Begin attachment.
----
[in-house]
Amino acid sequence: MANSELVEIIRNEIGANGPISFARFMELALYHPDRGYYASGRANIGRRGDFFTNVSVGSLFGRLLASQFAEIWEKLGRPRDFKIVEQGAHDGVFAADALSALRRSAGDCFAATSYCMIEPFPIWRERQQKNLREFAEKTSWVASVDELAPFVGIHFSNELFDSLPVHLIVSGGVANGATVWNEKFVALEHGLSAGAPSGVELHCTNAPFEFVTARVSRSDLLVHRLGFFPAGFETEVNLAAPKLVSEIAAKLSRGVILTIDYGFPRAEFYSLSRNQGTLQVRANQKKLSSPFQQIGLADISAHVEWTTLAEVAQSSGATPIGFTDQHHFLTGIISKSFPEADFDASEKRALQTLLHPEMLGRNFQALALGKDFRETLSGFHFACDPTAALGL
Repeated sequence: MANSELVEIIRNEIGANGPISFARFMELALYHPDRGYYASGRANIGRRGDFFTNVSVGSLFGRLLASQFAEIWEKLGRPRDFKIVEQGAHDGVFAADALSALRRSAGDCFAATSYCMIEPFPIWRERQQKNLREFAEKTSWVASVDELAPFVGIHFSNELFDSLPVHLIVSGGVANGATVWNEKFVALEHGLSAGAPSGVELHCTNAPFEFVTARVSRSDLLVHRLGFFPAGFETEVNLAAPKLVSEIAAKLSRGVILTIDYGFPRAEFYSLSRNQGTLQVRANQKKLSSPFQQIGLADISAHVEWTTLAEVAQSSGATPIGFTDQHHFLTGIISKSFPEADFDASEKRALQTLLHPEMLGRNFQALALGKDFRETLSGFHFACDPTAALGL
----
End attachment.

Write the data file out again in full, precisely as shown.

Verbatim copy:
[in-house]
Amino acid sequence: MANSELVEIIRNEIGANGPISFARFMELALYHPDRGYYASGRANIGRRGDFFTNVSVGSLFGRLLASQFAEIWEKLGRPRDFKIVEQGAHDGVFAADALSALRRSAGDCFAATSYCMIEPFPIWRERQQKNLREFAEKTSWVASVDELAPFVGIHFSNELFDSLPVHLIVSGGVANGATVWNEKFVALEHGLSAGAPSGVELHCTNAPFEFVTARVSRSDLLVHRLGFFPAGFETEVNLAAPKLVSEIAAKLSRGVILTIDYGFPRAEFYSLSRNQGTLQVRANQKKLSSPFQQIGLADISAHVEWTTLAEVAQSSGATPIGFTDQHHFLTGIISKSFPEADFDASEKRALQTLLHPEMLGRNFQALALGKDFRETLSGFHFACDPTAALGL
Repeated sequence: MANSELVEIIRNEIGANGPISFARFMELALYHPDRGYYASGRANIGRRGDFFTNVSVGSLFGRLLASQFAEIWEKLGRPRDFKIVEQGAHDGVFAADALSALRRSAGDCFAATSYCMIEPFPIWRERQQKNLREFAEKTSWVASVDELAPFVGIHFSNELFDSLPVHLIVSGGVANGATVWNEKFVALEHGLSAGAPSGVELHCTNAPFEFVTARVSRSDLLVHRLGFFPAGFETEVNLAAPKLVSEIAAKLSRGVILTIDYGFPRAEFYSLSRNQGTLQVRANQKKLSSPFQQIGLADISAHVEWTTLAEVAQSSGATPIGFTDQHHFLTGIISKSFPEADFDASEKRALQTLLHPEMLGRNFQALALGKDFRETLSGFHFACDPTAALGL